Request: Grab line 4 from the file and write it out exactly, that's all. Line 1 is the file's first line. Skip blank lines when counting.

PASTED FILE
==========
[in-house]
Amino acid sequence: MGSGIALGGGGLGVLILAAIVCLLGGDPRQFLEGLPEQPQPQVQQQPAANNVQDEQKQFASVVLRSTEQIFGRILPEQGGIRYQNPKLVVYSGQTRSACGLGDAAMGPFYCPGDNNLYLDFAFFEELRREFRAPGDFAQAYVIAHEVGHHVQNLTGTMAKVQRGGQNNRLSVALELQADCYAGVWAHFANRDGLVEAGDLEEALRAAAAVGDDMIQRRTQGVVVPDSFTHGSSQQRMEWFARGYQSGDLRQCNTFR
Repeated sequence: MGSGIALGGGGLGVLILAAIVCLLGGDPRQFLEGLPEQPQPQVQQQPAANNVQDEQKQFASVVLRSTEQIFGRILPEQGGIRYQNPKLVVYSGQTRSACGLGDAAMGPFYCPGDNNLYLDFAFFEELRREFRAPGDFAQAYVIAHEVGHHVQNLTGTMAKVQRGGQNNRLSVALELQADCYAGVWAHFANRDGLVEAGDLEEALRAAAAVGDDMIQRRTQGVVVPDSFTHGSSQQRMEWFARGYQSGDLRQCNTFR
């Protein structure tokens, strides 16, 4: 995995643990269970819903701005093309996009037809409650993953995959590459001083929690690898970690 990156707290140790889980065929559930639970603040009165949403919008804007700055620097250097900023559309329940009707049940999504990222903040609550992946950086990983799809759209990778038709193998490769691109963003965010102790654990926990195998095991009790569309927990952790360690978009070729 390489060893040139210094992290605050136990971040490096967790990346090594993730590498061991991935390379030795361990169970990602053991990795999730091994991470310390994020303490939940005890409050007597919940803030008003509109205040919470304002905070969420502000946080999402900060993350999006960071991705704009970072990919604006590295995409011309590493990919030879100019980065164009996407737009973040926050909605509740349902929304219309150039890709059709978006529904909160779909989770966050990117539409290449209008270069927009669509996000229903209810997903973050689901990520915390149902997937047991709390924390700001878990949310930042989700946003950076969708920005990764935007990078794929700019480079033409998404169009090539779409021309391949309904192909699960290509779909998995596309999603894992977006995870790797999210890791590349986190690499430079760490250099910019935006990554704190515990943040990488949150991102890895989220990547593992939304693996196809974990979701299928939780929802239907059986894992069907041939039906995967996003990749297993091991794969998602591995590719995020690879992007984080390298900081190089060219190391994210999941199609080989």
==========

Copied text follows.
């Protein structure tokens, strides 16, 4: 995995643990269970819903701005093309996009037809409650993953995959590459001083929690690898970690 990156707290140790889980065929559930639970603040009165949403919008804007700055620097250097900023559309329940009707049940999504990222903040609550992946950086990983799809759209990778038709193998490769691109963003965010102790654990926990195998095991009790569309927990952790360690978009070729 390489060893040139210094992290605050136990971040490096967790990346090594993730590498061991991935390379030795361990169970990602053991990795999730091994991470310390994020303490939940005890409050007597919940803030008003509109205040919470304002905070969420502000946080999402900060993350999006960071991705704009970072990919604006590295995409011309590493990919030879100019980065164009996407737009973040926050909605509740349902929304219309150039890709059709978006529904909160779909989770966050990117539409290449209008270069927009669509996000229903209810997903973050689901990520915390149902997937047991709390924390700001878990949310930042989700946003950076969708920005990764935007990078794929700019480079033409998404169009090539779409021309391949309904192909699960290509779909998995596309999603894992977006995870790797999210890791590349986190690499430079760490250099910019935006990554704190515990943040990488949150991102890895989220990547593992939304693996196809974990979701299928939780929802239907059986894992069907041939039906995967996003990749297993091991794969998602591995590719995020690879992007984080390298900081190089060219190391994210999941199609080989």